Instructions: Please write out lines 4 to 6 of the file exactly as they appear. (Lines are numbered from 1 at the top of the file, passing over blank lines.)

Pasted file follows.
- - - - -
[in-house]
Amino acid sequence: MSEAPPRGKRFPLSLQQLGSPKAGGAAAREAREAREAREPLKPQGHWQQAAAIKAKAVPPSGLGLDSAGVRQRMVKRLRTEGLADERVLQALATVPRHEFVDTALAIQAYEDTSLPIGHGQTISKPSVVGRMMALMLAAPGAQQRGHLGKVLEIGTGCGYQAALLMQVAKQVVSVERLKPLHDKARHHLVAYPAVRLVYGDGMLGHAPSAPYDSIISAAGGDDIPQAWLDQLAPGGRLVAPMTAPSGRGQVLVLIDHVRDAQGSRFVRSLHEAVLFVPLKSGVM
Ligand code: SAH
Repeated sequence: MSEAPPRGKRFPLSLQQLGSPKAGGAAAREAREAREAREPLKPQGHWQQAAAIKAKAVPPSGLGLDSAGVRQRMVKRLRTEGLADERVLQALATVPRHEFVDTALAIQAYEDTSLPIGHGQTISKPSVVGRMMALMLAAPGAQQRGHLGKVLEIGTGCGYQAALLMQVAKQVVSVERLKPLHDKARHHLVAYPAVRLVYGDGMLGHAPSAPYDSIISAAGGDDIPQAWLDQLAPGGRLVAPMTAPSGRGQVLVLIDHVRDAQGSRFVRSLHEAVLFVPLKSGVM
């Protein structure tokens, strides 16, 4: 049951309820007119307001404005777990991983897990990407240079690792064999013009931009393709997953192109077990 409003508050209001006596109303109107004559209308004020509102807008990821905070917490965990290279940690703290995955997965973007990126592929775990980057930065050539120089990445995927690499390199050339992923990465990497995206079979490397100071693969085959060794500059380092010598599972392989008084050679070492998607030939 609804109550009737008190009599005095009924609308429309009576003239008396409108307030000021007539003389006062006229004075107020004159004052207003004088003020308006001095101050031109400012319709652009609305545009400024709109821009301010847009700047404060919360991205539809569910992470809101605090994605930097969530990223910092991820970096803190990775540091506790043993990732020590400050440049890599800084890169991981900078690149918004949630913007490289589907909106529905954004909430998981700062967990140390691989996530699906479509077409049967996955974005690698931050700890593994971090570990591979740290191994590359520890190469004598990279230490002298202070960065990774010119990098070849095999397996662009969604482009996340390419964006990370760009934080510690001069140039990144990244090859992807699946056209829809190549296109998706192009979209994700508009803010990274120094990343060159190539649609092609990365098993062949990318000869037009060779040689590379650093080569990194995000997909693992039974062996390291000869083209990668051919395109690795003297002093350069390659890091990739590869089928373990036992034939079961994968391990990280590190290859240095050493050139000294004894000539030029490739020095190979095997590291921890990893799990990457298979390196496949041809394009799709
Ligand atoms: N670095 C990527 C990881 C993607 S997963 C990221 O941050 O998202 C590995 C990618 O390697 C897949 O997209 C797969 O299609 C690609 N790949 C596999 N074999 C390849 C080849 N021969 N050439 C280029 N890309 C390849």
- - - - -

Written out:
Repeated sequence: MSEAPPRGKRFPLSLQQLGSPKAGGAAAREAREAREAREPLKPQGHWQQAAAIKAKAVPPSGLGLDSAGVRQRMVKRLRTEGLADERVLQALATVPRHEFVDTALAIQAYEDTSLPIGHGQTISKPSVVGRMMALMLAAPGAQQRGHLGKVLEIGTGCGYQAALLMQVAKQVVSVERLKPLHDKARHHLVAYPAVRLVYGDGMLGHAPSAPYDSIISAAGGDDIPQAWLDQLAPGGRLVAPMTAPSGRGQVLVLIDHVRDAQGSRFVRSLHEAVLFVPLKSGVM
């Protein structure tokens, strides 16, 4: 049951309820007119307001404005777990991983897990990407240079690792064999013009931009393709997953192109077990 409003508050209001006596109303109107004559209308004020509102807008990821905070917490965990290279940690703290995955997965973007990126592929775990980057930065050539120089990445995927690499390199050339992923990465990497995206079979490397100071693969085959060794500059380092010598599972392989008084050679070492998607030939 609804109550009737008190009599005095009924609308429309009576003239008396409108307030000021007539003389006062006229004075107020004159004052207003004088003020308006001095101050031109400012319709652009609305545009400024709109821009301010847009700047404060919360991205539809569910992470809101605090994605930097969530990223910092991820970096803190990775540091506790043993990732020590400050440049890599800084890169991981900078690149918004949630913007490289589907909106529905954004909430998981700062967990140390691989996530699906479509077409049967996955974005690698931050700890593994971090570990591979740290191994590359520890190469004598990279230490002298202070960065990774010119990098070849095999397996662009969604482009996340390419964006990370760009934080510690001069140039990144990244090859992807699946056209829809190549296109998706192009979209994700508009803010990274120094990343060159190539649609092609990365098993062949990318000869037009060779040689590379650093080569990194995000997909693992039974062996390291000869083209990668051919395109690795003297002093350069390659890091990739590869089928373990036992034939079961994968391990990280590190290859240095050493050139000294004894000539030029490739020095190979095997590291921890990893799990990457298979390196496949041809394009799709
Ligand atoms: N670095 C990527 C990881 C993607 S997963 C990221 O941050 O998202 C590995 C990618 O390697 C897949 O997209 C797969 O299609 C690609 N790949 C596999 N074999 C390849 C080849 N021969 N050439 C280029 N890309 C390849």